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Official Review [Album]: "TIME" (SP 5117/CD 5117/DX 1687)

HOW WOULD YOU RATE THIS ALBUM?

  • ***** (BEST)

    Votes: 8 14.0%
  • ****

    Votes: 13 22.8%
  • ***

    Votes: 21 36.8%
  • **

    Votes: 10 17.5%
  • *

    Votes: 5 8.8%

  • Total voters
    57

newvillefan

I Know My First Name Is Stephen
Now he has decided to go solo. "I had to sit down and think out what I really wanted to do and in what order," he said. "Produce another act? Stick to writing? Play the piano? As much as I like doing all of that, I enjoy making records more than anything. There's something about doing one's own product that just can't be matched.”
The major difference between this and previous Carpenters albums is this one sounds very electronic and full of artificial synths and drums. There’s very little genuine instrumentation or orchestration. It’s a decent album but sounds very dated.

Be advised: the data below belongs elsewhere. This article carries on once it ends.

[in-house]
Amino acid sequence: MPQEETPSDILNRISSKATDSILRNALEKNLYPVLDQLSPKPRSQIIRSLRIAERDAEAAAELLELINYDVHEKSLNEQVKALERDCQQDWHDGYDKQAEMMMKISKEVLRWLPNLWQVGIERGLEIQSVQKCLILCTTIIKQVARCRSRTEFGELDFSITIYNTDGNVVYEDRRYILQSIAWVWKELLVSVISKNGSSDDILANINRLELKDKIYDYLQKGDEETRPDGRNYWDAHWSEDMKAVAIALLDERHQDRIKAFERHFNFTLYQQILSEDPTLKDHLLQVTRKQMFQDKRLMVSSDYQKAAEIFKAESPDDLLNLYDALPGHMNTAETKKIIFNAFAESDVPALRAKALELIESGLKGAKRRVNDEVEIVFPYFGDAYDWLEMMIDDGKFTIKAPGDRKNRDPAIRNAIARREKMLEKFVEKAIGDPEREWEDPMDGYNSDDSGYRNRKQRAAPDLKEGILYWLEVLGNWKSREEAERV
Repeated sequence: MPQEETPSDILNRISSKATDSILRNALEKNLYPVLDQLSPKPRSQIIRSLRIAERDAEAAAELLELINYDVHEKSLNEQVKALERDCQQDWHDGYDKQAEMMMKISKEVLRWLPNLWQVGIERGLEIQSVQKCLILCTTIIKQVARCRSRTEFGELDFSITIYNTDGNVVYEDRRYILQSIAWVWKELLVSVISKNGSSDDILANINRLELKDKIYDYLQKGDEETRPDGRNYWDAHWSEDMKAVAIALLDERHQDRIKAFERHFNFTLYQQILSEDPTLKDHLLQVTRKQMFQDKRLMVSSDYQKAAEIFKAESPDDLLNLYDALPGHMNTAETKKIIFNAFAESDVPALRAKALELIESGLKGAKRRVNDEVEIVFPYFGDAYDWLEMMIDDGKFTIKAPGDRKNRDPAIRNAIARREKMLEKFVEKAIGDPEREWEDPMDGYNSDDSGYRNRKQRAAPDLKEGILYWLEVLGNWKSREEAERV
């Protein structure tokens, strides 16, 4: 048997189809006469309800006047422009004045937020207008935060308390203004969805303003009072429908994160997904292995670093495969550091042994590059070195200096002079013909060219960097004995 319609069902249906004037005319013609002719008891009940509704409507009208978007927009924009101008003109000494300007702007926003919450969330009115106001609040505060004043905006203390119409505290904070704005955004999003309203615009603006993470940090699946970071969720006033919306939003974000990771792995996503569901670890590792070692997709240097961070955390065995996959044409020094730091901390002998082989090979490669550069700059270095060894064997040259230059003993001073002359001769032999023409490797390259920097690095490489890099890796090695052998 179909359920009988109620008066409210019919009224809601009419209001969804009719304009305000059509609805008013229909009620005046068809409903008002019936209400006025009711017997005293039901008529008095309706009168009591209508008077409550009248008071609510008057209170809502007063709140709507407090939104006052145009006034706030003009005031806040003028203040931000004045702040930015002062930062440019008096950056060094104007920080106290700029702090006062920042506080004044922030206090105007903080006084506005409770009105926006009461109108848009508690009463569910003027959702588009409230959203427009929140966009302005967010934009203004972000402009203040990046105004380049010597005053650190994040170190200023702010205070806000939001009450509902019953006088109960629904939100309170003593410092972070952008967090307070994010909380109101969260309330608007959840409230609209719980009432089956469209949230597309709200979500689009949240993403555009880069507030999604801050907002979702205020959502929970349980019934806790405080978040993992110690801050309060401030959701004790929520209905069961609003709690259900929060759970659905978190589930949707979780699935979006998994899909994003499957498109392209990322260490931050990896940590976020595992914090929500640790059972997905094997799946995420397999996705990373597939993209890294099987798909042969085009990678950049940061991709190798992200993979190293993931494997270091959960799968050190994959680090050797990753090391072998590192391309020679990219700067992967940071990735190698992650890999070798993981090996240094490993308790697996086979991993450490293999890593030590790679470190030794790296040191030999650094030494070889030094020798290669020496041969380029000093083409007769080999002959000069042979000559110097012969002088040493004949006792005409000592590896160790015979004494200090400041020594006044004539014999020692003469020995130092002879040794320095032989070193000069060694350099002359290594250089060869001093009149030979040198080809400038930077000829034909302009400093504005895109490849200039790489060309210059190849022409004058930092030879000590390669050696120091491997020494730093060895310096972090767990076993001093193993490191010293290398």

Dano

New Member
What is truly a shame is that though the album didn’t perform well on the charts. The majority of the album was full of quality tracks. Yes there were a few experimental moments and eighties musical elements. Richard was trying to branch out and embrace new things. There were always so many critical comments aimed at the later Carpenters albums for not moving with the musical waves. I am so glad they didn’t as they stood the test of time and though hits are important. Musical integrity and their sound is so unique and many of those qualities shine throughout the Time album. I just wished he had followed through with further solo output as he would of found his feet. He may never of lit the charts up in the way he and Karen did. He certainly could of hit a niche with blending solo and collaborations with other artists.